STEP 2: Form a legal entity
Establishing a legal business entity such as an LLC prevents you from being personally liable if your calligraphy business is sued. There are many business structures to choose from including: Corporations, LLC's, and DBA's.
You should also consider using a registered agent service to help protect your privacy and stay compliant.
For most small businesses forming an LLC is a great option, and it's easy enough to form by yourself, or check out the top business formation services.
STEP 3: Register for taxes
You will need to register for a variety of state and federal taxes before you can open for business.
In order to register for taxes you will need to apply for an EIN. It's really easy and free!
You can acquire your EIN for free through the IRS website, via fax, or by mail. If you would like to learn more about EINs and how they can benefit your LLC, read our article, What is an EIN?.
STEP 4: Open a business bank account & credit card
Using dedicated business banking and credit accounts is essential for personal asset protection.
When your personal and business accounts are mixed, your personal assets (your home, car, and other valuables) are at risk in the event your business is sued. In business law, this is referred to as piercing your corporate veil.
Open a business bank account
- This separates your personal assets from your company's assets, which is necessary for personal asset protection.
- It also makes accounting and tax filing easier.
Recommended: You can get $200 when you open a Chase business checking account with qualifying activities. Learn more.
Get a business credit card
- This helps you separate personal and business expenses by putting your business' expenses all in one place.
- It also builds your company's credit history, which can be useful to raise money and investment later on.
STEP 5: Set up business accounting
Recording your various expenses and sources of income is critical to understanding the financial performance of your business. Keeping accurate and detailed accounts also greatly simplifies your annual tax filing.
STEP 6: Obtain necessary permits and licenses
Failure to acquire necessary permits and licenses can result in hefty fines, or even cause your business to be shut down.
State & Local Business Licensing Requirements
Certain state permits and licenses may be needed to operate a calligraphy business. Learn more about licensing requirements in your state by visiting SBA’s reference to state licenses and permits.
Most businesses are required to collect sales tax on the goods or services they provide. To learn more about how sales tax will affect your business, read our article, Sales Tax for Small Businesses.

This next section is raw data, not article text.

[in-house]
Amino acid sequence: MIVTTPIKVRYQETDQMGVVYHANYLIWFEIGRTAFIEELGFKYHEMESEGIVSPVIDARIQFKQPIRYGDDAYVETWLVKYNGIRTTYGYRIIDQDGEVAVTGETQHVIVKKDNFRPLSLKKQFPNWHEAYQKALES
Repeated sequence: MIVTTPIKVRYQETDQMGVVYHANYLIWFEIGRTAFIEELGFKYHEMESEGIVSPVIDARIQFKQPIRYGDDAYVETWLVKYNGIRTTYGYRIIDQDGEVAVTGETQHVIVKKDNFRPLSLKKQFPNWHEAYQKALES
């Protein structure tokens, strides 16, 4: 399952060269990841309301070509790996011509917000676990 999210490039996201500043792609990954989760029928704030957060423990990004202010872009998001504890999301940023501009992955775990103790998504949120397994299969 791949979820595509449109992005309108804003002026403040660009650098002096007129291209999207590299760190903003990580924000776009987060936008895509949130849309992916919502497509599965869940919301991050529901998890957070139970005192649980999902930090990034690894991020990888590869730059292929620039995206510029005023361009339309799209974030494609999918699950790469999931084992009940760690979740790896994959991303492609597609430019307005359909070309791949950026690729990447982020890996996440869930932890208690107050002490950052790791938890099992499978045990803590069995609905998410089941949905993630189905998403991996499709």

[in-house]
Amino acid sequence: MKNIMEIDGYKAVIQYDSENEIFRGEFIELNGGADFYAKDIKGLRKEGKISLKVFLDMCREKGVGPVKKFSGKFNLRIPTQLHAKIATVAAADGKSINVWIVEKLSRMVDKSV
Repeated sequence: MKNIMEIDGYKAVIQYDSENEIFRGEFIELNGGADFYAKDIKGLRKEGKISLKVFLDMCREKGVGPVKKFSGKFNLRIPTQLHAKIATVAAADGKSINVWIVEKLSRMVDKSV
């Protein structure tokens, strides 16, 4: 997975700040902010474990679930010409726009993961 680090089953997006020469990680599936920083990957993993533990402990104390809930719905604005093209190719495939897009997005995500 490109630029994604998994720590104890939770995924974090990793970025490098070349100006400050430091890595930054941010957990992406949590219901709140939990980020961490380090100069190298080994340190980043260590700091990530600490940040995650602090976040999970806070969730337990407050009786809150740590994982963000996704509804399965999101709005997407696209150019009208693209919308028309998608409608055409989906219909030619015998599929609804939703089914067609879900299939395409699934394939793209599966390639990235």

For more information about local licenses and permits:
- Check with your town, city or county clerk’s office
- Get assistance from one of the local associations listed in US Small Business Associations directory of local business resources.
Calligraphy businesses should require clients to sign a services agreement before starting a new project. This agreement should clarify client expectations and minimize risk of legal disputes by setting out payment terms and conditions, service level expectations, and intellectual property ownership. Here is an example service agreement.
Recommended: Rocket Lawyer makes it easy to create a professional service agreement for your calligraphy business when you sign up for their premium membership. For $39.95 per month, members receive access to hundreds of legal agreements and on call attorneys to get complimentary legal advice.
Certificate of Occupancy
Businesses operating out of a physical location typically require a Certificate of Occupancy (CO). A CO confirms that all building codes, zoning laws and government regulations have been met.
- If you plan to lease a business location:
- It is generally the landlord’s responsibility to obtain a CO.
- Before leasing, confirm that your landlord has or can obtain a valid CO that is applicable to a calligraphy business.
- After a major renovation, a new CO often needs to be issued. If your place of business will be renovated before opening, it is recommended to include language in your lease agreement stating that lease payments will not commence until a valid CO is issued.
- If you plan to purchase or build a business location:
- You will be responsible for obtaining a valid CO from a local government authority.
- Review all building codes and zoning requirements for your business’ location to ensure your calligraphy business will be in compliance and able to obtain a CO.
In order to play music in a business setting, permission must be acquired from the composer or license holder. Typically, it is possible to obtain a “blanket” license allowing a businesses to play music owned by a large catalog of artists and recording studios. Such licenses can be obtained from Performance Rights Organizations, such as ASCAP or BMI.
Calligraphy businesses should require clients to sign a services agreement before starting a new project. This agreement should clarify client expectations and minimize risk of legal disputes by setting out payment terms and conditions, service level expectations, and intellectual property ownership.
STEP 7: Get Business Insurance
Insurance is highly recommended for all business owners. If you hire employees, workers compensation insurance may be a legal requirement in your state.
STEP 8: Define your brand